Women’s Cartoonists and Palestinian/Arab Nationalism: An Exploratory Study of Omayya Juḥa’s Cartoons

By Sadam Issa
Submitted to Session P3967 (Aesthetic Politics in Elite and Mass Culture, 2014 Annual Meeting
Media Arts
Palestine;
19th-21st Centuries;
LCD Projector with Audio Patch or Speakers;
Although women have been subordinated by male domination, national resistance grants them a primary opportunity to contribute to their nation building. In her seminal article (you need to give ref. to article)“Masculinity and Nationalism,” Joane Nagel observes that in the nineteenth and twentieth centuries masculinity is tied to nationalism, colonialism, militarism, and imperialism; the masculine institution defines the national state. In this study, I will show how women affiliate in the Palestinian national resistance as revolutionary artists, in their role as political cartoonists. I will explore the impact of gendered discourse on the cultivation of the Palestinian national consciousness. My analysis is based on the political cartoons featured by the first Palestinian and Arab woman political cartoonist—Omayya Juḥa. Juḥa challenges traditional women’s role in the Arab world by drawing political cartoons in several Arab and Palestinian newspapers. This study addresses the question of authorship: In articulating Palestinian nationalism, do Juḥa’s cartoons differ stylistically from those of Palestinian male cartoonists (i.e. Nājī al-‘Alī and Mohammed Sabā‘nih)? This paper also addresses the question of representation: How do Juha’s cartoons present women in relation to the Palestinian national identity? The study is concerned with the role of female figures in forging the Palestinian communal identity. Beyond Joane Nagel, I argue that women’s role in enacting nationalism is governed by their traditional roles as symbol of national honor, raising their children, and supporting their husbands.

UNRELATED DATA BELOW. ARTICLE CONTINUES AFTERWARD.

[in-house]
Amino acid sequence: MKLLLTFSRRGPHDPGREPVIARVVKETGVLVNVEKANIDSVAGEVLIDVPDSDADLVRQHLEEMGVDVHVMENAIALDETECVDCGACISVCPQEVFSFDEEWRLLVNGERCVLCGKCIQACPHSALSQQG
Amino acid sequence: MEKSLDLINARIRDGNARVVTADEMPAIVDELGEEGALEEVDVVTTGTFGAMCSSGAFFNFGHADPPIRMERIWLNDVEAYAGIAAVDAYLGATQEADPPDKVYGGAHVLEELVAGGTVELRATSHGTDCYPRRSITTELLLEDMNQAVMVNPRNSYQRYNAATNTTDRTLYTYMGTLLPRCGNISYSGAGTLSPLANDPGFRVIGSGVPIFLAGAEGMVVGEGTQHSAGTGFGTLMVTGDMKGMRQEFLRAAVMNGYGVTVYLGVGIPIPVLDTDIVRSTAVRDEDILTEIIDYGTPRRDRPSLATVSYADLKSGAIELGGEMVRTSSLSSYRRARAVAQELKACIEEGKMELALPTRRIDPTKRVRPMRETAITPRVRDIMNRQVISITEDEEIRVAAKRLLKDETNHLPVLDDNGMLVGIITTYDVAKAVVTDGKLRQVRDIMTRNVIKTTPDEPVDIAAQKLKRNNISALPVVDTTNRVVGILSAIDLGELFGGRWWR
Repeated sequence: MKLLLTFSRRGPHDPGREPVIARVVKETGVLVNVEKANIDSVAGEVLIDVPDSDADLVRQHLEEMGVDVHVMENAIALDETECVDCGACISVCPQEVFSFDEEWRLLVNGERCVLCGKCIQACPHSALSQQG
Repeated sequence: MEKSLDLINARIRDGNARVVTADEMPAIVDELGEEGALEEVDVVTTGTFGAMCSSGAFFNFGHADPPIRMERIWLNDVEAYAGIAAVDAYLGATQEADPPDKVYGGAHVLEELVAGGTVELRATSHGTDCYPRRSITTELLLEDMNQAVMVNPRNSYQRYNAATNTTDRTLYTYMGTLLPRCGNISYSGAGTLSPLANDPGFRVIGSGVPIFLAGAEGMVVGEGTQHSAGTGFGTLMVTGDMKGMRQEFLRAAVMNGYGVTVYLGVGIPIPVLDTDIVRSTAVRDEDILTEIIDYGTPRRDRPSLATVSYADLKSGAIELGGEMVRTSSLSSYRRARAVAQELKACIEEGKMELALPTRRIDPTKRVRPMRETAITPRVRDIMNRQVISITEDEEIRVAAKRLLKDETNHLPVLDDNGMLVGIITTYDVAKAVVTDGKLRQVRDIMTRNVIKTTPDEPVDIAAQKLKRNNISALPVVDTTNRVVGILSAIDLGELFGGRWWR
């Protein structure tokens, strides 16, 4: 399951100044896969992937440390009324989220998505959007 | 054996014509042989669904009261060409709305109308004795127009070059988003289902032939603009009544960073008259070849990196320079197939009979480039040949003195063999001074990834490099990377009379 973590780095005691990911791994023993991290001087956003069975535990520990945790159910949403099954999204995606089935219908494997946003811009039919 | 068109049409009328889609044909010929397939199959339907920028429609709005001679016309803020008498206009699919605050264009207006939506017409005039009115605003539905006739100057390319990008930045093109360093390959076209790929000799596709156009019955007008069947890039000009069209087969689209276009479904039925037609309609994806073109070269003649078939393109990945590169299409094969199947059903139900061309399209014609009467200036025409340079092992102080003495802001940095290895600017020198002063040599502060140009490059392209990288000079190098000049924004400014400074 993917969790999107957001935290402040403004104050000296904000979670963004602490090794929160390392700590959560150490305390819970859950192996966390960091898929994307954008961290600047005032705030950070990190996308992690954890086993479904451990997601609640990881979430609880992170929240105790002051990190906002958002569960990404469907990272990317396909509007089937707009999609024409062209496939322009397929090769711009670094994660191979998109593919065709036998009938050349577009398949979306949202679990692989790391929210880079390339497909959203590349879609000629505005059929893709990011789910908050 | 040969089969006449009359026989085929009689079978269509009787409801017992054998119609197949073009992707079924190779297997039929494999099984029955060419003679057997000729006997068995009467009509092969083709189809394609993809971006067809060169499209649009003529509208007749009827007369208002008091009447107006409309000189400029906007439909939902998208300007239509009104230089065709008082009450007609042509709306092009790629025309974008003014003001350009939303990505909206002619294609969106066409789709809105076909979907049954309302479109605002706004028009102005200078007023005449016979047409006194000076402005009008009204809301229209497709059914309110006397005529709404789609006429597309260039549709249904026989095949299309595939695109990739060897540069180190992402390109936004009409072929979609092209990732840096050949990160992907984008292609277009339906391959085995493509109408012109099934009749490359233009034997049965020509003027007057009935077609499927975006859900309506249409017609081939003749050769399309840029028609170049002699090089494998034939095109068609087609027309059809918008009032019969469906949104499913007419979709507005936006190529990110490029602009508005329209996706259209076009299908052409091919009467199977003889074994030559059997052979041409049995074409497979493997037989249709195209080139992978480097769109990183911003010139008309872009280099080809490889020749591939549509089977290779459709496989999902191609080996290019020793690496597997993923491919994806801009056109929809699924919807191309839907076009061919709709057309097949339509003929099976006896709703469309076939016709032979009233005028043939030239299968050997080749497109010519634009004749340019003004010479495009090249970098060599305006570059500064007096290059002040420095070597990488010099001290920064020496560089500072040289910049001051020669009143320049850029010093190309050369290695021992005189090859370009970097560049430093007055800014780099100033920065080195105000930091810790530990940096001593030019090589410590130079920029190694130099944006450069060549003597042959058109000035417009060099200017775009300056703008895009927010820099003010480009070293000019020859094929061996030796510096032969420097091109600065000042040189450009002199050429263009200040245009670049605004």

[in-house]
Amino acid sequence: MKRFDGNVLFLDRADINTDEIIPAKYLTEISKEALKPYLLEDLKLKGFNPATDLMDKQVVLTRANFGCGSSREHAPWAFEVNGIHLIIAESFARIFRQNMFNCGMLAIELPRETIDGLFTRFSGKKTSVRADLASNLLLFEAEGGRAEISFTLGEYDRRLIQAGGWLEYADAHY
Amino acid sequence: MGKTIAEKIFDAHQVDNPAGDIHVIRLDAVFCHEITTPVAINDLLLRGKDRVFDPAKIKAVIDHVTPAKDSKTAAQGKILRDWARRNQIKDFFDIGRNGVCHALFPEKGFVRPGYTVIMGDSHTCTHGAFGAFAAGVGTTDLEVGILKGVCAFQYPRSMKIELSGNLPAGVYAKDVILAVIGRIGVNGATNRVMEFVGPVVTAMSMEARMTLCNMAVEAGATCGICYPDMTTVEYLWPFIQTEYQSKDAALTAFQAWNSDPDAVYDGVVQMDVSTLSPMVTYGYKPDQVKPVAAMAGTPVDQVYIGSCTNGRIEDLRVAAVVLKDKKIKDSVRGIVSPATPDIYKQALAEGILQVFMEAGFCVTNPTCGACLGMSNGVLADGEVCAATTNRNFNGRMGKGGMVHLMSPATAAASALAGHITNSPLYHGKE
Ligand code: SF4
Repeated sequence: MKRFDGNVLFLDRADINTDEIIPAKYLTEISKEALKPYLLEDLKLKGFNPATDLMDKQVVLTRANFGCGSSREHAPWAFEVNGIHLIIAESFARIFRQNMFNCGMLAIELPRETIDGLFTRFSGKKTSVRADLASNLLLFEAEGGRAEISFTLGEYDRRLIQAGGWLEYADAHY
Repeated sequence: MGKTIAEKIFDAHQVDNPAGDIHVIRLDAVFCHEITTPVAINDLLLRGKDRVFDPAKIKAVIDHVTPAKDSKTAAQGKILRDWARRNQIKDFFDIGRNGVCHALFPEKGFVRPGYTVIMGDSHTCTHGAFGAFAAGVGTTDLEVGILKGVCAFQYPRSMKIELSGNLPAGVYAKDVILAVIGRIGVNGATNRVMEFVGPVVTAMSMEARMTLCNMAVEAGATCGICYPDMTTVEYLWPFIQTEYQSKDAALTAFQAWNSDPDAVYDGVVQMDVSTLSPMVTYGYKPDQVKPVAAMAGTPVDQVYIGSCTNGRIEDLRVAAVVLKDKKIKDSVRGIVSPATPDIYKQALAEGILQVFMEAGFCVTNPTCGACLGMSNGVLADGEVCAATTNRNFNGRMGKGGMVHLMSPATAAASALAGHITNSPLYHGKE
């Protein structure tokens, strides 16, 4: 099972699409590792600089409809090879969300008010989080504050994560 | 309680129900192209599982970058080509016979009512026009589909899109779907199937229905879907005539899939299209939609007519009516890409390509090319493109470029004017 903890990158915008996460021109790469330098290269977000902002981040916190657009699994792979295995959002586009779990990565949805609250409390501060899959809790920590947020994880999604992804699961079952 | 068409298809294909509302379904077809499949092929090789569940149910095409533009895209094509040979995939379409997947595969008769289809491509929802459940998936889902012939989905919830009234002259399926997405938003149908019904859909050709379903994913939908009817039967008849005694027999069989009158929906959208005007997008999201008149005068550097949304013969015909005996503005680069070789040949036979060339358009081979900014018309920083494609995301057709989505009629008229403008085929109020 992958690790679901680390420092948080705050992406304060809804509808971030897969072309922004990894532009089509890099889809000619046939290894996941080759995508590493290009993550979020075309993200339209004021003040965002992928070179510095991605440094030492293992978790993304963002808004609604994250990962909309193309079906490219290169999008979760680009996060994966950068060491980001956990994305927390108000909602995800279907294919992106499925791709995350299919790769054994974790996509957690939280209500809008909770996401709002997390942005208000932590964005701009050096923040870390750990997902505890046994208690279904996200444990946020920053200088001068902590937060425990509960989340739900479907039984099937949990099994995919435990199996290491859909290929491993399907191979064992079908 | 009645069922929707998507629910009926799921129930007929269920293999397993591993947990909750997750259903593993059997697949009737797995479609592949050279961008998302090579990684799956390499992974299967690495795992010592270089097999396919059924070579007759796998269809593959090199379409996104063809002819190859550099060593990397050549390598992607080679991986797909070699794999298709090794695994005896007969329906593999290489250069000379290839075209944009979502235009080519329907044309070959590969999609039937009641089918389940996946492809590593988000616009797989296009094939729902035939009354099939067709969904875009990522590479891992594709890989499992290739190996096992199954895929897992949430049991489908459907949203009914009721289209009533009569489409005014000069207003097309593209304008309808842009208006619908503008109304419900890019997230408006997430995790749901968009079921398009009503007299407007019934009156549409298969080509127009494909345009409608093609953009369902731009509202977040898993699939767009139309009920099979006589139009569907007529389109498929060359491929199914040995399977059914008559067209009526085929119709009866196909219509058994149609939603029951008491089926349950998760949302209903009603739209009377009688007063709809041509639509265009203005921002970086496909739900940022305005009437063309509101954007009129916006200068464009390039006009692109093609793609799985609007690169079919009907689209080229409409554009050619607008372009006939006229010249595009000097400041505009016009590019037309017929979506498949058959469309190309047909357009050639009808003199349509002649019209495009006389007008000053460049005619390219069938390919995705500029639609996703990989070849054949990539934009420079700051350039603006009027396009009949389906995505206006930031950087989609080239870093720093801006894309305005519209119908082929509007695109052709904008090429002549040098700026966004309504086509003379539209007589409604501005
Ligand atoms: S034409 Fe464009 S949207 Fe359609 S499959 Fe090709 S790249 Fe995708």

The analysis reveals that in contrast to Nājī al-‘Alī’s and Mohammed Sabā‘nih’s cartoons, which visibly feature motherhood by depicting women educating their children and mobilizing them in opposition to the Israeli occupation, Juḥa's cartoons feature “the failure of motherhood” (Nadia Yaqub 205) by depicting children alone and/or suffering from occupation. Further, her cartoons show that women’s full participation in the national liberation is still missing. The cartoons of male and female cartoonists depict women in constructing nationalism as auxiliary. This marginalized role of women in constructing Palestinian nationalism emphasizes the central stereotype, the primacy of male. For future research, it is conceivable to see how women’s participation in the national liberation deployed in cartoons by female and male cartoonist change over time.

Works Cited

Nagel, Joane. “Masculinity and nationalism: gender and sexuality in the making of nations.” Ethnic and Racial Studies, 21.2 (1989) : 242-269. Print.
Yaqub, Nadia. Gendering the Palestinian political cartoon. Middle East Journal of Culture and Communication, 2.2 (2009) : 187-213. Print.